Star Rating:

Home Sweet Home Alone PG

Streaming On: Watch Home Sweet Home Alone on Disney+

Director: Dan Mazer

Actors: Archie Yates, Ellie Kemper, Rob Delaney, Timothy Simons

Release Date: Friday 12th November 2021

Genre(s): Comedy, Family

Running time: 93 minutes

‘Home Sweet Home Alone’ is the ‘Home Alone’ remake that everyone has been dreading. Instead of Kevin, we now follow Max (Archie Yates), a sweet but trouble-making kid, who feels ignored by his exasperated mum, Carol (Aisling Bea), as she tries to hold the fort organising the family Christmas vacation. Lo and behold, Max is accidentally left behind when the family jet off to Tokyo. But before he can get too upset, he has to become armed and ready as a couple – Pam (Ellie Kemper) and Jeff (Rob Delaney) – try to break in.

Nobody really wanted ‘Home Sweet Home Alone’, as the Macaulay Culkin-led original – and its sequel – are so beloved. This is actually the fifth instalment in the ‘Home Alone’ franchise, so it likely won’t be the first or the last cash cow. There are some interesting choices made in the film, including in its casting of a selection of actors who are associated with charm, humour and all-round loveliness. The decision to have Dan Mazer as director – his writing background including ‘Ali G Indahouse’, ‘Borat’ and ‘Bruno’, and directing ‘Dirty Grandpa’ – is far more baffling.

Mazer’s mark can be seen in a couple of bold jokes, for example, one of the first thing Max while home alone (it's heavily implied) look up porn on the family computer, but immediately comes across a parental block. Later he tries to get his Alexa equivalent to search for “booby traps”, only to be blocked again. Other ‘Home Alone’ activities Max pursues include reading his sister’s diary, only to be grossed out and toss it aside. He also builds Lego, eats a lot of candy (in a scene very akin to Will Ferrell’s ‘Elf’ turn), and rides an ironing board down the stairs. But such moments pale in comparison to that iconic aftershave scene of ‘Home Alone’ or Kevin's viewing of ‘Angels with Filthy Souls’ (“Keep the change, ya filthy animal”).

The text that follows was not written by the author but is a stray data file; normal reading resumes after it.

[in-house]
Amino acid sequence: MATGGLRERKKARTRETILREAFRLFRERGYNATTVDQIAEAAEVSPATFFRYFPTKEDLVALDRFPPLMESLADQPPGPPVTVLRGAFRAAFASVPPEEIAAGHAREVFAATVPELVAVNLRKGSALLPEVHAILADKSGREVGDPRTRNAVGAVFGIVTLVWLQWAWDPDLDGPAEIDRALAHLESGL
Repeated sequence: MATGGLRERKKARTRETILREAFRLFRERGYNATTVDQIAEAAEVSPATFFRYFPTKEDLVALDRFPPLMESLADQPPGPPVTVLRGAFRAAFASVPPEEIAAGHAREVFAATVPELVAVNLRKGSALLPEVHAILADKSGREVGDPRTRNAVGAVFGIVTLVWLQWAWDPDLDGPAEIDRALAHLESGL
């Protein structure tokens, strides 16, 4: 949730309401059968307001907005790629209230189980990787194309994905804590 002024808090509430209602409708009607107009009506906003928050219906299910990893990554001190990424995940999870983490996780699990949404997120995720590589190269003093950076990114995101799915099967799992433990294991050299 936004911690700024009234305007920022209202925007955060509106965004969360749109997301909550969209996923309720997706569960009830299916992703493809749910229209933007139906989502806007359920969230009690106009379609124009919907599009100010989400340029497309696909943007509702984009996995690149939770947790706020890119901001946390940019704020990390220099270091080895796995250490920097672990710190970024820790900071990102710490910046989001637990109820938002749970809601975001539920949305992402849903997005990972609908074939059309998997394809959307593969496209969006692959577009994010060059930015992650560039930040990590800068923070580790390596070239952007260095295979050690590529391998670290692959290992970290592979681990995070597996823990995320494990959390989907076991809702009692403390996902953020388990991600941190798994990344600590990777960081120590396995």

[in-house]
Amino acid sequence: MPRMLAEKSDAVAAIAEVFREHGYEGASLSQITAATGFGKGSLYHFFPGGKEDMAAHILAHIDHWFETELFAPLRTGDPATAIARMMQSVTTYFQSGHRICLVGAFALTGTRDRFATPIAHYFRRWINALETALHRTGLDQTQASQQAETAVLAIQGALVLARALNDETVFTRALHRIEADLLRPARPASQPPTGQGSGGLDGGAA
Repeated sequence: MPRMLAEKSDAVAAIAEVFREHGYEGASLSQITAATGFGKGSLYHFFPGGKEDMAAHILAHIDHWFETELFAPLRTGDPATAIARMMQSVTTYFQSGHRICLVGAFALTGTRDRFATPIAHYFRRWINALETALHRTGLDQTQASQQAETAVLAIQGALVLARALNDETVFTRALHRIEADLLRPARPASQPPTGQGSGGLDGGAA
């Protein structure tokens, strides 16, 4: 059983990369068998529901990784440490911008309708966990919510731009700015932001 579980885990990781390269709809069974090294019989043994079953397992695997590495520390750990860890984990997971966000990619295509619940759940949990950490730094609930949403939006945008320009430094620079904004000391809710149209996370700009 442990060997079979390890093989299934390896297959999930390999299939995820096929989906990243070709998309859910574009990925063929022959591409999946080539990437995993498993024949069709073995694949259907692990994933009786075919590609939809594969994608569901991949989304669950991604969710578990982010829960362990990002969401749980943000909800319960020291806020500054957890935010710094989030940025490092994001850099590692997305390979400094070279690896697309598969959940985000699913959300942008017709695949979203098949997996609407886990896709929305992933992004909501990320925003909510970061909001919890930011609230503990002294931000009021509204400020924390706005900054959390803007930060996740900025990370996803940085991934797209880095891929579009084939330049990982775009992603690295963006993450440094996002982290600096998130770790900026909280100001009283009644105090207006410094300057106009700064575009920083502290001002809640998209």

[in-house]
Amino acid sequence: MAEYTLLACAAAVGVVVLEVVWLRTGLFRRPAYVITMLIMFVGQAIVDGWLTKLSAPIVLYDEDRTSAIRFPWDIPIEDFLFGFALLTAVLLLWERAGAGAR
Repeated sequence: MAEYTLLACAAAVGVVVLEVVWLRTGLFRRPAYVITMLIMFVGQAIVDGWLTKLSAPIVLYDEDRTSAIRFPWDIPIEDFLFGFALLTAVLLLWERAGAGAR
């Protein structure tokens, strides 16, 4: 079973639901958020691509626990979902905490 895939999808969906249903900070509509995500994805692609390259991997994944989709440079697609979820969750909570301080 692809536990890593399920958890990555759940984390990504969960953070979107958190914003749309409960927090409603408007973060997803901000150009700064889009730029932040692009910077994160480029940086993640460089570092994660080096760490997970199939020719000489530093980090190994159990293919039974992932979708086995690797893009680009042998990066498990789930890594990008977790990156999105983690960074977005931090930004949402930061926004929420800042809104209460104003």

Aside from all that usual stuff, ‘Home Sweet Home Alone’ sees a major change in the ‘Home Alone’ story surrounding the burglars. What we have is a married couple who are on the verge of selling their family home since the father has lost his job and they’re unable to afford it. Clearly we’re meant to have the feels here, but then what proceeds is Ellie Kemper (who brings her typical adorable Ellie Kemper style to the movie) and Rob Delaney have the living daylights kicked out of them by Max.

Essentially, they’re stealing back a rare heirloom that could save their house, but the fact that their whole feud with Max is based on miscommunication and misunderstanding feels cheap, unrealistic, and ridiculous. There’s no life to these characters or real heart in this plot. And while the cast is great, one is sorry to say that Archie Yates is somewhat bland as our Kevin McAllister stand-in. Yates lacks the presence and sweetness of the young Macaulay Culkin, making for a far better turn in his supporting role in ‘Jojo Rabbit’.

Kids, I suppose, might enjoy all the pratfalls, but the whole feature feels utterly pointless – especially given ‘Home Alone’ is already on Disney+.